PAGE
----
Because each sample can have its own mask, a question also arises as to which mask should be chosen when comparing multiple samples or tissues. Again, the solution could be reached by examining the purpose of installing an electronic mask. The electronic mask is intended to remove the mutated probes which interfere with signal calculation. As shown in Figures Figures114, some mutated probes generate low hybridization signals, but the low signal could also be produced by the samples that simply have low gene expression, such as troponin C in liver. The difference is that the mutated probes have low signals across all tissues, while the regulatory ones have low signals in only some of them. A simple mask will indiscriminately remove both kinds of probes. A combined mask, which was created from all individual masks using the Boolean logic function, AND, will specifically remove the mutated probes while keeping those of the regulatory ones. Therefore, when comparing multiple samples, we first created a combined mask, and then used it for gene expression calculation.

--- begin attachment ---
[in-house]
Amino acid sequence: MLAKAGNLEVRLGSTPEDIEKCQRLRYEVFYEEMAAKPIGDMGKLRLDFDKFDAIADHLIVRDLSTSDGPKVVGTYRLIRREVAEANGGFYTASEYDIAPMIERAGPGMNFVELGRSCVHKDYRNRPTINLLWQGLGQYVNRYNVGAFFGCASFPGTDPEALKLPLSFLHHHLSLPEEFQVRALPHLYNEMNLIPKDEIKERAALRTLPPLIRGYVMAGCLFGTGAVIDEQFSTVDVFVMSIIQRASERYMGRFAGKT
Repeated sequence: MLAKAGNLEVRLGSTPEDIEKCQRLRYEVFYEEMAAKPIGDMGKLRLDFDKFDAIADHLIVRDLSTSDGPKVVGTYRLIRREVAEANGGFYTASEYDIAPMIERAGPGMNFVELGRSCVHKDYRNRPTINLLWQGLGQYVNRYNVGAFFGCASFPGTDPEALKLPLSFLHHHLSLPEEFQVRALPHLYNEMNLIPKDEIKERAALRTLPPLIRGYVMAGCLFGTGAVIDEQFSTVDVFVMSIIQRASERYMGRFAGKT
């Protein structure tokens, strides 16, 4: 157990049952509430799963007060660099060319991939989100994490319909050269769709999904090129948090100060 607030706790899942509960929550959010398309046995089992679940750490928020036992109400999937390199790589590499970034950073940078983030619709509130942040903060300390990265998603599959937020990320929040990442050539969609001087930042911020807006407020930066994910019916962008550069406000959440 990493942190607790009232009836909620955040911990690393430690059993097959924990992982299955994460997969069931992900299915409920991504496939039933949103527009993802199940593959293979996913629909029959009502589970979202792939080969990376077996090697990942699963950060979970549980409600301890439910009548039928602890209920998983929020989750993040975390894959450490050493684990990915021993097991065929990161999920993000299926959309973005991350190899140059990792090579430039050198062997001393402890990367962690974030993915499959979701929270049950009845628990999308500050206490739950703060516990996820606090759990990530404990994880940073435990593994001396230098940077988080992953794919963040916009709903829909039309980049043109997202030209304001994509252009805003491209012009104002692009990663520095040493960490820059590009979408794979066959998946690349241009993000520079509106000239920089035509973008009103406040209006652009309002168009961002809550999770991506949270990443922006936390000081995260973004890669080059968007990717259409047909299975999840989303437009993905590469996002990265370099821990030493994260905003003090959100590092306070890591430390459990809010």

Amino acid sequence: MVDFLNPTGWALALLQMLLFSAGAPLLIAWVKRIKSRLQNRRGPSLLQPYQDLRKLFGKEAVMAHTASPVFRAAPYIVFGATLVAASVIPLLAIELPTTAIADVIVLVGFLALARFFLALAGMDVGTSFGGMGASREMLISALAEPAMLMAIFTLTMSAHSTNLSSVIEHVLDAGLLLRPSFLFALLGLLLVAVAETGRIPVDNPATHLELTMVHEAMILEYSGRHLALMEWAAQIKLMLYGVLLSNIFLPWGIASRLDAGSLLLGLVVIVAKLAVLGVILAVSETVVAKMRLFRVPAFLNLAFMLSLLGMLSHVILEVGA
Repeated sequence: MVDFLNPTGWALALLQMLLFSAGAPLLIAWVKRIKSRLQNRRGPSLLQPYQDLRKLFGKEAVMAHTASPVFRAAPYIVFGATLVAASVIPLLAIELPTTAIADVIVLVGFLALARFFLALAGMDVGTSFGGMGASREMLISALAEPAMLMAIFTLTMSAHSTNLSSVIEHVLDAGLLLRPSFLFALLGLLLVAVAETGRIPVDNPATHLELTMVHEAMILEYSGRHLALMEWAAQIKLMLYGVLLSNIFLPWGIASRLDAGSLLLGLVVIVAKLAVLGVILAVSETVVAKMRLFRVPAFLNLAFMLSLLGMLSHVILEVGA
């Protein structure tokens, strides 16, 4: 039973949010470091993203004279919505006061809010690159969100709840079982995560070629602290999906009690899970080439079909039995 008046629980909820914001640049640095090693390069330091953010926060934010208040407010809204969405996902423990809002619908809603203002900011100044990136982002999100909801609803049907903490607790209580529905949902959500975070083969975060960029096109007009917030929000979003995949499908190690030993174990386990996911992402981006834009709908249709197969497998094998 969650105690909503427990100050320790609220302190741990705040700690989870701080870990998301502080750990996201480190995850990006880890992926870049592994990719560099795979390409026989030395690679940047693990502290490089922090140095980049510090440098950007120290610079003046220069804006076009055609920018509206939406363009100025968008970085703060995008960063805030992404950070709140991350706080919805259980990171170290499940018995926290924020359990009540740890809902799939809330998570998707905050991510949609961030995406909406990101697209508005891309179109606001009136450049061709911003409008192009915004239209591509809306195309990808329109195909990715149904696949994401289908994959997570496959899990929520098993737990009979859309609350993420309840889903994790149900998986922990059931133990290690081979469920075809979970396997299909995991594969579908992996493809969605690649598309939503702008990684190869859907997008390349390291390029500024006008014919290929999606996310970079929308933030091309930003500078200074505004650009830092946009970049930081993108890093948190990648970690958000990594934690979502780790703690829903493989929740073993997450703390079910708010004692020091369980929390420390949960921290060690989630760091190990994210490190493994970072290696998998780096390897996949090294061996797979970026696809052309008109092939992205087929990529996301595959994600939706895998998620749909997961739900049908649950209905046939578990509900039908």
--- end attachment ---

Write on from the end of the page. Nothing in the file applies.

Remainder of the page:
One particular concern about the method is its error rate. Because of the electronic mask, fewer than the 11 probes that were spotted on GeneChip are utilized for cross-species expression analysis. Questions arise whether the selected probes can still accurately measure gene expression; whether there are substantial differences between the selected few and the whole set of GeneChip probes with regard to gene expression measurement, and if there were, what the error rates are. These questions are very much related to a more fundamental one facing oligonucleotide arrays: can individual oligo probes 25 bp long provide necessary specificity for gene expression analysis? Do we have to average the signals of all 11 probes for that? Theoretically, these questions could be answered with human and mouse chips. Mouse samples would hybridize with all 11 probes on the mouse chip but only with highly conserved ones on the human chip. We could then compare the signals of the mouse chip with their human chip counterparts and find whether there is any correlation. Technically, however, such a scheme is very difficult to carry out on a large scale. Because very few human and mouse orthologs have been identified on human and mouse GeneChips, finding human and mouse orthologs has to be done manually, which is very slow and labor intensive, making whole genome comparison almost impossible. In addition, the mouse and human probes were designed separately from different regions of their represent-ative sequences, sharing almost no common probes. Even though Affymetrix has identified some homologs among different chips and listed them in its website (http://www.affymetrix.com/support/technical/comparison_spreadsheets.affx), the homologs and orthologs are quite different things, which has been clearly explained by Makalowski and Boguski (6).